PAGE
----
Do you know if New Jersey has started acting on what you and Dr. Potapova found in your research?
I think New Jersey is continuing its effort in protecting its estuaries and salt marshes, and building partnerships with federal organizations, universities, private organizations, and the communities of the New Jersey coastal areas to work together to help restore, protect, and enhance the water quality and natural resources of the New Jersey estuaries and its watershed. In fact, the New Jersey Department of Environmental Protection continues to collaborate with our lab on a research project on the reconstruction of past environmental conditions of the New Jersey coastal wetlands using diatoms.
Are there many diatom researchers or is the field pretty small?
There are not a lot of diatom researchers; it’s a pretty small field.
How did you end up here at the WI State Lab of Hygiene? What interested you in working here?
In late 2019, the WI State Lab of Hygiene opened a position for an Environmental Health Specialist in the Environmental Toxicology department and they were looking for someone who can also identify diatoms, besides working in the Environmental Toxicology Lab. I applied for the job because I have experience with diatom analysis, and I am excited to learn more and gain skills in Environmental Toxicology. It is also an opportunity for me to study the diatom flora of Wisconsin.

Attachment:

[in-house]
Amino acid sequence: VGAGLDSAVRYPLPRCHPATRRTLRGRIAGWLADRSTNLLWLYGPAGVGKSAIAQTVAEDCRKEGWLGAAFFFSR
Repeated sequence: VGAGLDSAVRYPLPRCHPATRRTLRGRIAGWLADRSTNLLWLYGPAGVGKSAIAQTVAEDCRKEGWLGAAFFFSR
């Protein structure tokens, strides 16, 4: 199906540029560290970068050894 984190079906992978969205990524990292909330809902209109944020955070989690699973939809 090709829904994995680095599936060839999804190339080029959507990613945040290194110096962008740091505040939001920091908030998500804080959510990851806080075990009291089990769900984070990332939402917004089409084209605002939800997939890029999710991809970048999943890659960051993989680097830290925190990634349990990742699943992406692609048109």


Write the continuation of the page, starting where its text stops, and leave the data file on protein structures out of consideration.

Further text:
How are you using diatoms here in Wisconsin? What can diatoms tell us about Wisconsin’s environment?
I collaborate with the Wisconsin Department of Natural Resources (WDNR) to refine the established Diatom Phosphorus Index (DPI), a diatom-based model to estimate nutrient pollution in streams and rivers, particularly phosphorus. DPI employs a statistical technique on a suite of diatom species composition and total phosphorus (TP) datasets collected from streams and rivers across Wisconsin. DPI is an effective way to assess water quality and monitor the phosphorus level in streams and waters since it can tell if there is chronic nutrient pollution.
The implementation of DPI will help us to decide if restoration work is needed in impacted areas. From the pilot study alone, we can detect areas impacted by erosion and high levels of phosphorus based on the diatom community. There is a diatom species composition shift when we compare the diatom community in the Northern Lakes and Forest area to the area where there are more agricultural activities.
Anything else you’d like folks to know about diatoms or your research?
In the process of studying the diatom flora of Wisconsin, my collaborator Gina LaLiberte from WDNR and I established a new combination of diatom species and we published it in a paper last March.
Diatom science is a fertile field; there are more species to be found in our backyard! And don’t forget to thank the diatoms since they produce 20-30% of the air we breathe!